Rusting away in The Lebanon.

An old locomotive rusts inside the abandoned Riyaq train station in Lebanon’s Bekaa Valley on May 1, 2019.
Rail transport in Lebanon began in the 1890s as French projects under the Ottoman empire, but largely ceased in the 1970s owing to the country’s civil war.
The last remaining routes ended for economic reasons in the 1990s. At its peak, Lebanon had about 408 kilometers of railway.
Image Credit: Photograph by Joseph Eid / AFP / Getty
Source: Photos of the Week: German Asparagus, Traffic Zebras, Enormous Bear – The Atlantic

The Message by Ali Rafei.

by Chirine Lahoud
The arteries of Lebanon are filled with graffiti and street art. Before it earned the respect and international recognition conferred by the art market, this art form was – and in many circles still is – considered to be vandalism.
Street art, in the words of Lebanese street artist Ali Rafei, “invaded private and public property.”
Like Yazan, Phat2, Zepha or Ashekman, Rafei is a recognized member of the country’s street art scene. Most of his work can be seen in the Ras Beirut neighborhood, and in the northern city of Tripoli.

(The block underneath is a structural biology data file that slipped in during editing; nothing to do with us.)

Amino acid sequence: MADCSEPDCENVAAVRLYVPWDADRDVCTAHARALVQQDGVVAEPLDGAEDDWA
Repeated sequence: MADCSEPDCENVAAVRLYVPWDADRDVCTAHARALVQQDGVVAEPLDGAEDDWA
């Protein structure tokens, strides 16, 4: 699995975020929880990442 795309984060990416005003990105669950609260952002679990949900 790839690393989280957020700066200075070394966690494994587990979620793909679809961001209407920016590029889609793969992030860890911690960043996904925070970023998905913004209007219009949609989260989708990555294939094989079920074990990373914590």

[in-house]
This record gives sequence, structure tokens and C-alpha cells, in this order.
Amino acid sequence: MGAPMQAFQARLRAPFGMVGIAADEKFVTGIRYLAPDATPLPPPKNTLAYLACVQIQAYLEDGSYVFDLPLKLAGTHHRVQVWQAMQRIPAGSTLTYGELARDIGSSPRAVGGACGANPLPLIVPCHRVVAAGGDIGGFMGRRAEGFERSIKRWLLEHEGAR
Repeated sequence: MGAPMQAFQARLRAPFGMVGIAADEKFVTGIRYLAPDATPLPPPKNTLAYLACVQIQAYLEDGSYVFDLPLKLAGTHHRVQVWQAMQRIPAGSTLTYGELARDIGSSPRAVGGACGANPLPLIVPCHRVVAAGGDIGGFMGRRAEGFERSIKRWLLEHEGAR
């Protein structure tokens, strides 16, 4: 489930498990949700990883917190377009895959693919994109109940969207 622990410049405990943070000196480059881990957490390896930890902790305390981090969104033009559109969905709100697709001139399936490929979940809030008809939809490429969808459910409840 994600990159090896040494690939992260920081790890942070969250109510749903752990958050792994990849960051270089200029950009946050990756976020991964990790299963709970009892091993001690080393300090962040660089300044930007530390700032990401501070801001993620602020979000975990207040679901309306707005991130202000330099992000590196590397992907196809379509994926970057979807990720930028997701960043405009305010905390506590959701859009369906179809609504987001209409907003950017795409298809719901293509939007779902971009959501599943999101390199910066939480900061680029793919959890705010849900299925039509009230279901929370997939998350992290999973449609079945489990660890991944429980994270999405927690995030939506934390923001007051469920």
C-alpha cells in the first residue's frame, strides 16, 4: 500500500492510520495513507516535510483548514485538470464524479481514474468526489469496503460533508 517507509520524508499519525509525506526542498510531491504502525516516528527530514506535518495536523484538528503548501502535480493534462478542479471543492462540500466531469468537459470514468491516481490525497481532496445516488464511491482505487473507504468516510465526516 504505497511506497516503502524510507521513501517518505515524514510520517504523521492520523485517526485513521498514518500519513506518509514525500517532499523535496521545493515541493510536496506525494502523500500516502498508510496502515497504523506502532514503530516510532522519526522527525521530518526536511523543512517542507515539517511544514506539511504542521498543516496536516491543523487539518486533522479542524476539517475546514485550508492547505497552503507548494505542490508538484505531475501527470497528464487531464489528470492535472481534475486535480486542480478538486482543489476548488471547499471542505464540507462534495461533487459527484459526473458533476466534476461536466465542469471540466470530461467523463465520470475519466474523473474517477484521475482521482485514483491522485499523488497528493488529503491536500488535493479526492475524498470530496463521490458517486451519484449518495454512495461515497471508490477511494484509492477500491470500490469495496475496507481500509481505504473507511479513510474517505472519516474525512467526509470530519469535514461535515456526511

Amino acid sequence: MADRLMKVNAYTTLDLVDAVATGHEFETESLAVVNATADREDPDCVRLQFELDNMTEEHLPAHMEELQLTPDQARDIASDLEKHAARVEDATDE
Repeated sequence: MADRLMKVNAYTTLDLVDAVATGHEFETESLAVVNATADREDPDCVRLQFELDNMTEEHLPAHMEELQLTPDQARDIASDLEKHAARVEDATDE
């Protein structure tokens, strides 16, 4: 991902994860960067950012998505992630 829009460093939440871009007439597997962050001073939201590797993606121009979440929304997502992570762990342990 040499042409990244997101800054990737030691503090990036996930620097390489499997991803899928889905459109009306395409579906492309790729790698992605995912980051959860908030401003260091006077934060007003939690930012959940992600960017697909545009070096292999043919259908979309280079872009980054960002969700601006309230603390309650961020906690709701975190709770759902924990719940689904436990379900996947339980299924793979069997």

He first began leaving his mark on urban fabric in 2010. Then in 2012 Rafei decided to enroll in the University of Leeds’s MA program in advertising.
He performed many maneuvers to stay in the U.K. but that didn’t work out. He’s been back in Lebanon since the beginning of the year.
Rafei’s street art veers from freehand portraiture to Arabic calligraphy to stencil work.
His most-recent stencil art can be seen off Hamra, on Abdel Aziz Street.
It portrays a man in a suit holding a balloon on which is written “Ana” (“Me” in Arabic). Next to the adult a child is straining to pop his balloon.
As Rafei explained, this work is a reflection on egoism. “I did it in a risky place,” he said.
“There is a message and I wanted it to be exposed. I didn’t want it to be hidden.”
This piece captured the attention of a nearby security guard, who kept asking Rafei and his friend what the point of the gesture was and why they were doing it.

via Ali Rafei’s message and street aesthetic | Arts & Ent , Culture  THE DAILY STAR.